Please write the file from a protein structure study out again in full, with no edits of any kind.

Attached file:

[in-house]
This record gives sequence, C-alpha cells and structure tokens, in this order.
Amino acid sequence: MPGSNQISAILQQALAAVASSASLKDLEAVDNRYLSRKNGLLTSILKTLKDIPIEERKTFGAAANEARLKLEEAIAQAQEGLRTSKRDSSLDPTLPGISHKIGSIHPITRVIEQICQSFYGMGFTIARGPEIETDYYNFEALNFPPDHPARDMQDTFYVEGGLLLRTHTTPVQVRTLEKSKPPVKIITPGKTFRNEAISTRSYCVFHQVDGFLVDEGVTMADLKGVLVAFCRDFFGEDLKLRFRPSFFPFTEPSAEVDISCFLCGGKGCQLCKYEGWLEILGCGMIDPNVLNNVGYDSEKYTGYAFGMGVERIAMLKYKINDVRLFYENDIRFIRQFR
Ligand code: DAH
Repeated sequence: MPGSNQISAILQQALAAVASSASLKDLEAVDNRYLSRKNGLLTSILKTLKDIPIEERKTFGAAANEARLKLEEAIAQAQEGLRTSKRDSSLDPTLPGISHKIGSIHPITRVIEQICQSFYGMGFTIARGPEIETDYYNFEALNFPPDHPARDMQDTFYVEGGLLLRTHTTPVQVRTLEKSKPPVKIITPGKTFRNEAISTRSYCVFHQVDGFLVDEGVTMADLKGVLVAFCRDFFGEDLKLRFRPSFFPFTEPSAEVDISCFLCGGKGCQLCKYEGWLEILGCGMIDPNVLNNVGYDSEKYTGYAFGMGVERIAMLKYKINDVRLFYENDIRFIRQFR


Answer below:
[in-house]
This record gives sequence, C-alpha cells and structure tokens, in this order.
Amino acid sequence: MPGSNQISAILQQALAAVASSASLKDLEAVDNRYLSRKNGLLTSILKTLKDIPIEERKTFGAAANEARLKLEEAIAQAQEGLRTSKRDSSLDPTLPGISHKIGSIHPITRVIEQICQSFYGMGFTIARGPEIETDYYNFEALNFPPDHPARDMQDTFYVEGGLLLRTHTTPVQVRTLEKSKPPVKIITPGKTFRNEAISTRSYCVFHQVDGFLVDEGVTMADLKGVLVAFCRDFFGEDLKLRFRPSFFPFTEPSAEVDISCFLCGGKGCQLCKYEGWLEILGCGMIDPNVLNNVGYDSEKYTGYAFGMGVERIAMLKYKINDVRLFYENDIRFIRQFR
Ligand code: DAH
Repeated sequence: MPGSNQISAILQQALAAVASSASLKDLEAVDNRYLSRKNGLLTSILKTLKDIPIEERKTFGAAANEARLKLEEAIAQAQEGLRTSKRDSSLDPTLPGISHKIGSIHPITRVIEQICQSFYGMGFTIARGPEIETDYYNFEALNFPPDHPARDMQDTFYVEGGLLLRTHTTPVQVRTLEKSKPPVKIITPGKTFRNEAISTRSYCVFHQVDGFLVDEGVTMADLKGVLVAFCRDFFGEDLKLRFRPSFFPFTEPSAEVDISCFLCGGKGCQLCKYEGWLEILGCGMIDPNVLNNVGYDSEKYTGYAFGMGVERIAMLKYKINDVRLFYENDIRFIRQFR